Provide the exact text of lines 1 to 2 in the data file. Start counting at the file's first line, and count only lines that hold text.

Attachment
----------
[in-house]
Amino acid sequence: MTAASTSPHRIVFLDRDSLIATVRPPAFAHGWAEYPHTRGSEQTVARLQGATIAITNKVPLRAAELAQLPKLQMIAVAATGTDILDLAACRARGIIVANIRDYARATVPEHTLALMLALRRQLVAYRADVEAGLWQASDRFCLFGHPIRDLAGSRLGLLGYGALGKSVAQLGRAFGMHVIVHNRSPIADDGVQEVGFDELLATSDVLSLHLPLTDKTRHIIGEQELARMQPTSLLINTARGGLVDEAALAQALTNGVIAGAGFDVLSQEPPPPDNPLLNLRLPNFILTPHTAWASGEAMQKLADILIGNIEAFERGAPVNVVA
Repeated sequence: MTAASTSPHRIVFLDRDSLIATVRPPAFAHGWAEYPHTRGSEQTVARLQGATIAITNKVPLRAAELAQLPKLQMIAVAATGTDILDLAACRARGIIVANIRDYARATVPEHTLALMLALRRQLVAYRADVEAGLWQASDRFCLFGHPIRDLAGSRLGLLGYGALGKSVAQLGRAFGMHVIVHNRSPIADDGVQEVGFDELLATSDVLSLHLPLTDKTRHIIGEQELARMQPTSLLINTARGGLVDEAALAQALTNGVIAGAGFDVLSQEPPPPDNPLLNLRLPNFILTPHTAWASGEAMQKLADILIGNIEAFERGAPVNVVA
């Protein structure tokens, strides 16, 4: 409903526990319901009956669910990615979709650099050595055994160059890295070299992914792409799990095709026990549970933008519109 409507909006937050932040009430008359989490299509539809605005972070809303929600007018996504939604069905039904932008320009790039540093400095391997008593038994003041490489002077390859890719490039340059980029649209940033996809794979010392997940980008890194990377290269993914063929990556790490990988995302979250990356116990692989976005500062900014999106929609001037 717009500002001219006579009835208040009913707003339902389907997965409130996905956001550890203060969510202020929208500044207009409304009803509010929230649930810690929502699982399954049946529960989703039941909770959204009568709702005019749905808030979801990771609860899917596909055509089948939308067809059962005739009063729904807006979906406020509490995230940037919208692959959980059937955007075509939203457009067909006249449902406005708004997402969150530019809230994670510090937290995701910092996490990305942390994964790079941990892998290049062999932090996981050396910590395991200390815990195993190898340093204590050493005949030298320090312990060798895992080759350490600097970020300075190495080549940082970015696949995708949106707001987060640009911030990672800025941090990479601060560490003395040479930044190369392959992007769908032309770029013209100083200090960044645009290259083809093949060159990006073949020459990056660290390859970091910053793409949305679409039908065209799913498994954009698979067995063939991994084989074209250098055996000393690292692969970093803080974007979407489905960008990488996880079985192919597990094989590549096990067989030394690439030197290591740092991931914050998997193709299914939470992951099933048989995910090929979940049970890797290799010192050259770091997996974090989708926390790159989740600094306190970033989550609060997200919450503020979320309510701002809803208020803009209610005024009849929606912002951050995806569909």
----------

[in-house]
Amino acid sequence: MTAASTSPHRIVFLDRDSLIATVRPPAFAHGWAEYPHTRGSEQTVARLQGATIAITNKVPLRAAELAQLPKLQMIAVAATGTDILDLAACRARGIIVANIRDYARATVPEHTLALMLALRRQLVAYRADVEAGLWQASDRFCLFGHPIRDLAGSRLGLLGYGALGKSVAQLGRAFGMHVIVHNRSPIADDGVQEVGFDELLATSDVLSLHLPLTDKTRHIIGEQELARMQPTSLLINTARGGLVDEAALAQALTNGVIAGAGFDVLSQEPPPPDNPLLNLRLPNFILTPHTAWASGEAMQKLADILIGNIEAFERGAPVNVVA